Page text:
Why Did Nobody Tell Me? Home Truths Every Parent Needs To Know – review of new Mumsnet book
I was recently sent a book to review, the new one from Mumsnet called Why Did Nobody Tell Me? Home Truths Every Parent Needs to Know. As it’s September and back-to-school, now seems like a fitting time for a book review (the last time I wrote one was when I was at school, where I do believe I copied out a chunk of text and gave the book a mark out of ten, thinking that my literary creativity would be applauded. Oh dear).
Why Did Nobody Tell Me? covers the type of nitty-gritty parenting issues you aren’t told in NCT and don’t really consider when your happily pregnant self is picking out prams and pre-washing tiny babygros. Less of a parenting manual, it’s more of a common-sense guide to finding a happy medium for bringing up your children.
First off, I loved the title; it completely reminded me of myself and all my NCT friends at our post-birth reunion, asking our teacher ‘WHY didn’t you tell us labour would be quite so horrible / hurt so much I thought I would die / how newborns don’t ever sleep / how you never, ever sleep / that you’ll go half crazy with hormones and constantly wondering if they are still breathing’ and so on.
The book covers a range of advice, from the beginning – ‘don’t have a birth, have a baby’ – and up ‘secondary school – don’t worry if it looks like a prison, they all do’. It’s split into chapters depending on age and stage; obviously the baby bits were most relevant to me at the moment, and some of the rest I’m not yet thinking about just yet – my lovely seven-month-old won’t ever have toddler tantrums, right? We didn’t follow any of the big-name parenting gurus, so the instinctive, middle ground approach of this book was right up my street. It’s an enjoyable read, it’s not draconian or dictatorial. I read and really liked the Mumsnet Guide to Babies recently, and this one is a similar tone and style.
All this is great. However; there’s a specific quote in the book, right at the start, which I wanted to point out. It’s in the introduction, which sets the scene of the unrealistic modern-day notion of perfect parenting as sold by celebrities, a vision which is says is perpetuated across mum blogs:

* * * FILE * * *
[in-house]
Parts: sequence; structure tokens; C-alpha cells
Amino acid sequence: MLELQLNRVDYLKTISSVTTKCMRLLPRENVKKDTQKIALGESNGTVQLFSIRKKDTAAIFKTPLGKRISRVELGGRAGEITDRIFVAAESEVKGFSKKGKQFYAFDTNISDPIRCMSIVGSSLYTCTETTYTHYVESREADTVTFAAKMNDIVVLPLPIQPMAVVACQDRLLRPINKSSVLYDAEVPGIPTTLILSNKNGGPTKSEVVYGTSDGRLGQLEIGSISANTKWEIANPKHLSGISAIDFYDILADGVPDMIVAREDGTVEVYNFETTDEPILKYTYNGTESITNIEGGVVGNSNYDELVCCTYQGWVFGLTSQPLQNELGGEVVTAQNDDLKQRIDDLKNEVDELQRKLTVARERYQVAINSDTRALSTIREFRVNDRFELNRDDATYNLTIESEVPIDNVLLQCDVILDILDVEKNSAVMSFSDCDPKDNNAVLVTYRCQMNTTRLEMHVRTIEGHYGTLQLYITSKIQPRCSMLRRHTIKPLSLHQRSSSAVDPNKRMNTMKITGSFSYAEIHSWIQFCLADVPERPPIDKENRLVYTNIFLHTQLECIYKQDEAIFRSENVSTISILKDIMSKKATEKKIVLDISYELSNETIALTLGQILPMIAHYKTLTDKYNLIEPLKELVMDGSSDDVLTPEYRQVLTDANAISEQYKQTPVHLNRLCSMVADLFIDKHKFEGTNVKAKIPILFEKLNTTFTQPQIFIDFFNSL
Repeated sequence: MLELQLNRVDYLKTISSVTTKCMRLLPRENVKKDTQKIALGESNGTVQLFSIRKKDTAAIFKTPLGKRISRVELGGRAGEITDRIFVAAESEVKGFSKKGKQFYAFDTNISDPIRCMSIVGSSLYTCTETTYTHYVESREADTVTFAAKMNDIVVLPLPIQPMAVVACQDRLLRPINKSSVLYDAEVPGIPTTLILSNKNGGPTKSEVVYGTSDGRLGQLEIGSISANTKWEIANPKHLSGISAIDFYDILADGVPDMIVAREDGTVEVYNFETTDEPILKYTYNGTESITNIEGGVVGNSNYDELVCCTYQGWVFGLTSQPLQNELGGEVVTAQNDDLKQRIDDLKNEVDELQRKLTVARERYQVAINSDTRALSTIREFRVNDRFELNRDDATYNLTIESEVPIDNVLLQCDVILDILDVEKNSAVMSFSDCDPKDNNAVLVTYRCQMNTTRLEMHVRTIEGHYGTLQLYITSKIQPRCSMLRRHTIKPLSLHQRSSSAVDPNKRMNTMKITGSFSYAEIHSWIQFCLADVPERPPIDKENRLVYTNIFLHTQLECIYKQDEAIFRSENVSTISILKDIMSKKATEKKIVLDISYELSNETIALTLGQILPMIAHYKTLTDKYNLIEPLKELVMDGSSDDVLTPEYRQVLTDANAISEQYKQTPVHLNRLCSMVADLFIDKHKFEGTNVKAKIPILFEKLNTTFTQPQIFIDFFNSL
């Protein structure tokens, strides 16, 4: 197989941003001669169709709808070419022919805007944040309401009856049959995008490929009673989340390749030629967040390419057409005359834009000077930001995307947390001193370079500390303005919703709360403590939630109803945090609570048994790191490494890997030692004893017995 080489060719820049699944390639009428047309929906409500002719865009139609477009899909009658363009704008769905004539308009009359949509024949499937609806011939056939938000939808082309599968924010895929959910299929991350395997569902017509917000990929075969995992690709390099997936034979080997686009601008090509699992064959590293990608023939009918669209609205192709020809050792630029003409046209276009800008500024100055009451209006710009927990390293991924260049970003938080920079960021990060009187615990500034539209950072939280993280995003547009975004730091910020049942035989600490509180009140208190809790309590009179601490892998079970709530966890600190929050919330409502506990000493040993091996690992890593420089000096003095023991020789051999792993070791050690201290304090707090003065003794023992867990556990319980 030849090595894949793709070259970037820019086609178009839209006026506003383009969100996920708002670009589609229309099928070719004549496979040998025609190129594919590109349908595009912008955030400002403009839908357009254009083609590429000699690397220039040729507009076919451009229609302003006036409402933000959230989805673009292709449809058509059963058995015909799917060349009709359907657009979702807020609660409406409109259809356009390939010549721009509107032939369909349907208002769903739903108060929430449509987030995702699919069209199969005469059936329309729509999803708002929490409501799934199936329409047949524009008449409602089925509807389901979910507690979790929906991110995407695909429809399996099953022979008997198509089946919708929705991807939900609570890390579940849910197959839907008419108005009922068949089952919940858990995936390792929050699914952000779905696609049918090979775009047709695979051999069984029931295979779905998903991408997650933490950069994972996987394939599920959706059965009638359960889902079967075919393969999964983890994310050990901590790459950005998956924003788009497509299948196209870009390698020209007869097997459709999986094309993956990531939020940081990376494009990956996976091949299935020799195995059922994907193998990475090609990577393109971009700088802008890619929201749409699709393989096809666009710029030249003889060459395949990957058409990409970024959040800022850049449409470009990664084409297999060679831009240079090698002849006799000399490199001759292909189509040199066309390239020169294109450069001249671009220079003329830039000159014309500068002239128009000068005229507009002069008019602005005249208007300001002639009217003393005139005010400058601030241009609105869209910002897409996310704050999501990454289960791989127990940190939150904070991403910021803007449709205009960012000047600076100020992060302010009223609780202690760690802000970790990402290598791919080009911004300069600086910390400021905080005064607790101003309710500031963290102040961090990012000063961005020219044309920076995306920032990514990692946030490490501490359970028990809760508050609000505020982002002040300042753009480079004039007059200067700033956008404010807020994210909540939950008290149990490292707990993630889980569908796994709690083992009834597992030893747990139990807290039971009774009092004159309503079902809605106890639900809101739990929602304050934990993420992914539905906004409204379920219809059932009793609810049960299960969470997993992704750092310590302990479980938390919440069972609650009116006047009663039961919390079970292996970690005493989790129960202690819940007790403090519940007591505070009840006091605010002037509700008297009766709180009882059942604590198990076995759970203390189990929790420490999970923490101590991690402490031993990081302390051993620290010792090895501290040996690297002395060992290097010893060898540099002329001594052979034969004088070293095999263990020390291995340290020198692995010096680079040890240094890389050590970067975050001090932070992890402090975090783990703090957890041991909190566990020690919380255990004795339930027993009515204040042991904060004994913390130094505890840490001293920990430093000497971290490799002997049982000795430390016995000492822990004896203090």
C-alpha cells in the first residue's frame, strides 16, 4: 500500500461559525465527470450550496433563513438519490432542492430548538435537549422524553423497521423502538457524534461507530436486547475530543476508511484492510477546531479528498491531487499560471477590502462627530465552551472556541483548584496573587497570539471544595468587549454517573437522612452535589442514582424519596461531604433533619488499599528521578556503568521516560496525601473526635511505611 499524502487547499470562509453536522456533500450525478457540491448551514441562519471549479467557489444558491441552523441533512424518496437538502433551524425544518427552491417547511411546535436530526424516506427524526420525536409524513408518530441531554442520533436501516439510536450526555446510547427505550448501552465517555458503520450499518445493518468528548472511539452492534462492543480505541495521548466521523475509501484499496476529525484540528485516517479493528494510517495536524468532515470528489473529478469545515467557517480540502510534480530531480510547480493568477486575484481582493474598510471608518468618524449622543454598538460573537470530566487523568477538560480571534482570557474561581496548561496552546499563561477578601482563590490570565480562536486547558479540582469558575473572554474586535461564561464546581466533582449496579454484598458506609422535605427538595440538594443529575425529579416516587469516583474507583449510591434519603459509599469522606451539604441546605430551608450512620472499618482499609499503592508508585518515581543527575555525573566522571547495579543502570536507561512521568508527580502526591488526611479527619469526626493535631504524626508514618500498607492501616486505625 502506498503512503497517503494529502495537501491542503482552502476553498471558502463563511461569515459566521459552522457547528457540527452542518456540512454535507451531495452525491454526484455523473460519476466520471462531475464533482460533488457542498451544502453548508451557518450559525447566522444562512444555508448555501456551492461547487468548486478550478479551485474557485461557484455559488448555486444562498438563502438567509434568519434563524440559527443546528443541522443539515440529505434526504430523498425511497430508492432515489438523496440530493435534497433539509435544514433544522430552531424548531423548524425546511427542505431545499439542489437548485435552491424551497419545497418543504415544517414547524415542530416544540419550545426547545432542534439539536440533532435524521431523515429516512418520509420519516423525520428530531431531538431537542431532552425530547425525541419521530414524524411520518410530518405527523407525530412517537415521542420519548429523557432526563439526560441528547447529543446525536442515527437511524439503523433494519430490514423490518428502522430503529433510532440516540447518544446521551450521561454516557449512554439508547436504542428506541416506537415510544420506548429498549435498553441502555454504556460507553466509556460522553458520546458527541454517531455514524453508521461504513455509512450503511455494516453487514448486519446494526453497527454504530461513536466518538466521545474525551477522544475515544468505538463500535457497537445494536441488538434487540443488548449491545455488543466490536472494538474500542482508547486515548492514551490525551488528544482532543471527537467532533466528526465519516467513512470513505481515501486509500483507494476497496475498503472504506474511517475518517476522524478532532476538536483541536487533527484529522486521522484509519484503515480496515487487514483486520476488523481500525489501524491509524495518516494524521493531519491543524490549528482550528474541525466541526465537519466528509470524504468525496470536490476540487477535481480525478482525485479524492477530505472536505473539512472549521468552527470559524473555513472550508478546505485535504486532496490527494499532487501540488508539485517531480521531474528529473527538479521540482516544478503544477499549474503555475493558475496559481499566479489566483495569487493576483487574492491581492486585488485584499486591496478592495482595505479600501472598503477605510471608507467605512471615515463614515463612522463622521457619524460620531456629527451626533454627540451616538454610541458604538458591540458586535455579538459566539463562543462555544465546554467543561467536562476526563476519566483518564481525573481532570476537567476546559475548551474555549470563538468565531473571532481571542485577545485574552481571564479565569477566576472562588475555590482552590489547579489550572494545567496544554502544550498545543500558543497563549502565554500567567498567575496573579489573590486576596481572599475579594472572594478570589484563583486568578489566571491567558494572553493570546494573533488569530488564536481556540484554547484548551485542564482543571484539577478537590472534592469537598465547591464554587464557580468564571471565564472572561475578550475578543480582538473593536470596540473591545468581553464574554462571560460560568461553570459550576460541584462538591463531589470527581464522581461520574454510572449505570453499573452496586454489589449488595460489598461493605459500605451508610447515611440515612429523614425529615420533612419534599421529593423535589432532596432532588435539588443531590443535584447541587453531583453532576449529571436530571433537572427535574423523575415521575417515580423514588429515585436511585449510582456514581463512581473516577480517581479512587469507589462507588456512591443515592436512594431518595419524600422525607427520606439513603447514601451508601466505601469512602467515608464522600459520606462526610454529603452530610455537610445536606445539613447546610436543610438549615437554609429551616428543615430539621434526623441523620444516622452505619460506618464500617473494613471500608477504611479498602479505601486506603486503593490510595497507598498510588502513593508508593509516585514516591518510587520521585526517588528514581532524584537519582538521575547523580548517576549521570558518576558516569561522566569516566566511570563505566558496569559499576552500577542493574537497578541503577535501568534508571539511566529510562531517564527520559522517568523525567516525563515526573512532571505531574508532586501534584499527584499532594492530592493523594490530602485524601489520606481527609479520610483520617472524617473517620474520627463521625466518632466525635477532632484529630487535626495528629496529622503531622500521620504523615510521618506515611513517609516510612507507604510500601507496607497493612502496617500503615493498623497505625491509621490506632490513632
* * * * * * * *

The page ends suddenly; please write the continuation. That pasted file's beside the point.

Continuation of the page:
“Although you have to wonder about some of the blogging mummies – when do they find the time and how bored must they be to write these blogs? Why do they never post about their bad days? But let them blog – we all have to get through the day somehow.”
I don’t even need to mention that this is a pretty passive-aggressive quote really, do I? It seems like a pretty unnecessary kick in the teeth to all the blogging mums, who as mums are the exact target audience of the book (and there are currently over 3,700 members of the Britmums parent blogging network – so there are plenty of us). It’s also a bit of an own goal considering Mumsnet’s own blogger network, of which I am a member. And for the record, from this blogging mum: I don’t often find the time to blog, hence the infrequent posts of late but when I do it’s during daily nap time, in the evening or at the weekend – when else? – I’ve never been bored, and I’ve written about bad times here and here.
So there you have it. It’s a good book for people who hate the parenting gurus and are making their way through as best as they know how, and indeed for blogging mums who can overlook the quote I’ve picked out. It appears I have once again copied a section of text though, but don’t worry – having learnt a lesson from my twelve year old self, I’m not going to give it a mark out of ten.
I was sent a copy of the book to review, all of these opinions my own etc etc – but you can buy your own copy here.
Update 7/09/12: apparently the passage around mummy bloggers will be re-written for the next reprint, so it’ll be interesting to read the new version (although I’m still amazed that it was in there in the first place)